This Hump Day SOS is in honor of Lieutenant Gregory Pickard who posthumously received the Ray Downey Courage and Valor Award today at the Fire Department Instructors Conference.
Courage and Valor are traits are not learned through training. They are not automatically bestowed upon you if you are fortunate enough to wear a uniform and represent the great brotherhood of firefighting. True Courage and Valor emerge in moments when one’s personal experiences, beliefs, values and character merge in a single moment of action. It is often said that a person’s true character does not emerge until they are placed in an adverse situation. Over the past decade the fire service has aggressively launched efforts to prevent line of duty deaths and injury. The numbers show that these efforts have had an impact. Everyone involved in these efforts should be proud of that fact. There are some however that present a position that all line of duty deaths can be prevented and therefore minimize the value of those who perform heroic acts of self-sacrifice. As long as firefighters are in existence and continue to be the ones that place themselves in situations that reduce or eliminate risk to other human beings, there will be line of duty deaths. We all have to work hard and make decisions that keep our firefighters and ourselves from repeating mistakes that end in tragedy. But we cannot take shelter in a “no action” fire service that is always playing a prevent defense. Acts of Courage and Valor continue to save the lives of citizens and firefighters each year. We are in the business of buying people another birthday, giving a kid a chance to grow up, giving a dad a chance to walk his daughter down the aisle, giving a mom the chance to see her son graduate and giving our brothers everything in an attempt to survive. In order to accomplish this mission some individuals make a choice to give up all of those things for themselves. Courage and Valor is what ALL firefighters should be made of.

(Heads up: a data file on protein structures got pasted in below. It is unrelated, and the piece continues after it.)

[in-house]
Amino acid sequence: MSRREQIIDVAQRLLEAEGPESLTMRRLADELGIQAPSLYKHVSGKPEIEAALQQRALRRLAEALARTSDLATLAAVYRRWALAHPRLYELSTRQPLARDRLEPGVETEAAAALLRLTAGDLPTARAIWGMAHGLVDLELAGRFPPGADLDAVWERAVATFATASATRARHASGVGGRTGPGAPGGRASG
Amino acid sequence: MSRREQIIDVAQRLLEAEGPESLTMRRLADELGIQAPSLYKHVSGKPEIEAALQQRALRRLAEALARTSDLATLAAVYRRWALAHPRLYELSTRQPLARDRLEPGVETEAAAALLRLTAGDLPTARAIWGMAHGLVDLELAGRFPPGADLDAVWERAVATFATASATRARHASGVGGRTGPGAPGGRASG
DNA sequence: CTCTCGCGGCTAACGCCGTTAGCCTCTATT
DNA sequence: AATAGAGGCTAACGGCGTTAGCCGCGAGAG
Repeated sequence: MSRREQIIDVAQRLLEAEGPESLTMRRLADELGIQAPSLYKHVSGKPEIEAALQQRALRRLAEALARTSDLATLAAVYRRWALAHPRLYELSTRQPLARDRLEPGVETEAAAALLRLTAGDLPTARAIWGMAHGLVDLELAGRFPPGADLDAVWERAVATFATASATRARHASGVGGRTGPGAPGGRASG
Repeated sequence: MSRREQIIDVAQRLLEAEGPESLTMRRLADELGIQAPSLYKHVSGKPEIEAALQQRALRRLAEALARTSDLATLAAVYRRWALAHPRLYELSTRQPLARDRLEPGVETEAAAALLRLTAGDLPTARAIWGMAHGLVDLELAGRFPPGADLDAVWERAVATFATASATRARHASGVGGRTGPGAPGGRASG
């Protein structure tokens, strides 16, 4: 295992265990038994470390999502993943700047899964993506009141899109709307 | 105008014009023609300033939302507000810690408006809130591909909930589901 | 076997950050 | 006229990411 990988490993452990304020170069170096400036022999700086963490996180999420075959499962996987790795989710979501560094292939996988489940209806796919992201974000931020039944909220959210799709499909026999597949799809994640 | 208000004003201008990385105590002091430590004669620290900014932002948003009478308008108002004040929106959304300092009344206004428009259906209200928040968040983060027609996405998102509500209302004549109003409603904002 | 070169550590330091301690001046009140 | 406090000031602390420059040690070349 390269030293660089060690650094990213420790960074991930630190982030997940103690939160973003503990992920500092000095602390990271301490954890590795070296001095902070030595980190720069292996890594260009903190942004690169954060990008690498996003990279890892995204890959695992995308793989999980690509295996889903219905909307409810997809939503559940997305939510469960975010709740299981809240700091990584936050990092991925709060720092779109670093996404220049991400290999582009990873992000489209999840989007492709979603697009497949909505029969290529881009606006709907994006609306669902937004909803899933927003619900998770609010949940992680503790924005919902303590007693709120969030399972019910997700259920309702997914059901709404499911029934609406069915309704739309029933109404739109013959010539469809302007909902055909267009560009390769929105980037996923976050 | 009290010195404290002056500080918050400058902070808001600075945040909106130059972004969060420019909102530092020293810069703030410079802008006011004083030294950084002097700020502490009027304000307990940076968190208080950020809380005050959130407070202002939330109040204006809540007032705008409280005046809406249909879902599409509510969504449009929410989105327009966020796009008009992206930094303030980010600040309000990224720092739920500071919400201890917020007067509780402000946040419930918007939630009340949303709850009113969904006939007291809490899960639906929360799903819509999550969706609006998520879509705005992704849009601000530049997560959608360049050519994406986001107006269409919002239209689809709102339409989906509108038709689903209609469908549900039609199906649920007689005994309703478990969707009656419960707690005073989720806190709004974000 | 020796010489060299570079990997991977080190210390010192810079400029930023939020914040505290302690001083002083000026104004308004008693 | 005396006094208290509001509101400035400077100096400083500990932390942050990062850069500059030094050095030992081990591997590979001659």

“When the flashover occurred, Engine 2 was inside continuing firefighting efforts in an adjacent area of the building. The Engine 2 officer came back to the bingo area, where he witnessed the crew of Engine 5 with Lt. Wallace in the room and fully engulfed by fire. Even though they were engulfed in the flashover and their protective clothing and equipment was burning, the crew of Engine 5 never relented in their efforts to continue dragging Lt. Wallace out of the building. When they were within approximately 10 feet of the exit, they collapsed from the burn injuries they sustained and were removed by other firefighters. All of Engine 5's crew, as well as Lt. Wallace, were severely burned during the flashover.”